Do lonely heart dinner dates owe me thanks?

24th January, 2009

Dear Economist,

Finding myself alone again, I have joined a dating agency. As a result, I am taking delightful, unattached women out to dinner. This is almost always very enjoyable and, according to tradition, I pay for the meal.

I am very happy to do this but I am disappointed when the woman in question does not send me a text or other message the next morning to say thank you. Am I expecting too much in this modern world?
R.S., London

Dear R.S.,

Oh dear. I am inclined to agree that a thank-you is appropriate, and if you are not receiving so much as a text or an e-mail, this is a bad sign. But a sign of what?

Scenario one: the woman is a rational self-interested agent. If she regarded a free dinner as sufficient compensation for the time she had to spend in your company, then a “thank you” would be a simple way of securing a repeat of the experience. The fact such gratitude is not forthcoming suggests your dining companion did not wish for a second date. Nor did she care if you regarded her as ungrateful or said so to others. In short, she would be happy never to see you again.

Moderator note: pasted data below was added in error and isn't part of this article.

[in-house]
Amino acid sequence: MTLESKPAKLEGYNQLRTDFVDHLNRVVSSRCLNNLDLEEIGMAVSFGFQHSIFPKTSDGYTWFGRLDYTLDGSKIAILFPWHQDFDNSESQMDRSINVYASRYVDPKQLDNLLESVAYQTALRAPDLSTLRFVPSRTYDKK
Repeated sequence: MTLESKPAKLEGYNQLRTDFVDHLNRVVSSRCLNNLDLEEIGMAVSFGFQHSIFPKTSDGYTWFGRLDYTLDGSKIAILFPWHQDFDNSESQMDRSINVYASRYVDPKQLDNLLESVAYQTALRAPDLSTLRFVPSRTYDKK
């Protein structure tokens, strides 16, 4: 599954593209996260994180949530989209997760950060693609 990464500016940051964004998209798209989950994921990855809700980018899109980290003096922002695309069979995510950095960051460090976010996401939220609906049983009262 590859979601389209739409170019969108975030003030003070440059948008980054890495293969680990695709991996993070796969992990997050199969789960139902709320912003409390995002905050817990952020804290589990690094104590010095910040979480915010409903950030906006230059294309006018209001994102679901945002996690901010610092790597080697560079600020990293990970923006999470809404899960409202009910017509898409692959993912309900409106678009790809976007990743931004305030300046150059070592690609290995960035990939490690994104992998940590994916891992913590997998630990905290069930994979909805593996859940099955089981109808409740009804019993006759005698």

Scenario two: your date wished to continue the relationship, but was too stupid or self-obsessed to realise that “thank you” would be a good first step. In which case, you are better off without her.

A final possibility is that your offer to pay for dinner struck your companion as sexist. But then, either she protested and you boorishly ignored her, in which case scenario one now applies (you have no chance); or she let you pay anyway and then sulked, in which case scenario two applies (you got away lightly).

The good news? You seem to enjoy these first-date dinners – and I suspect many more are in prospect.

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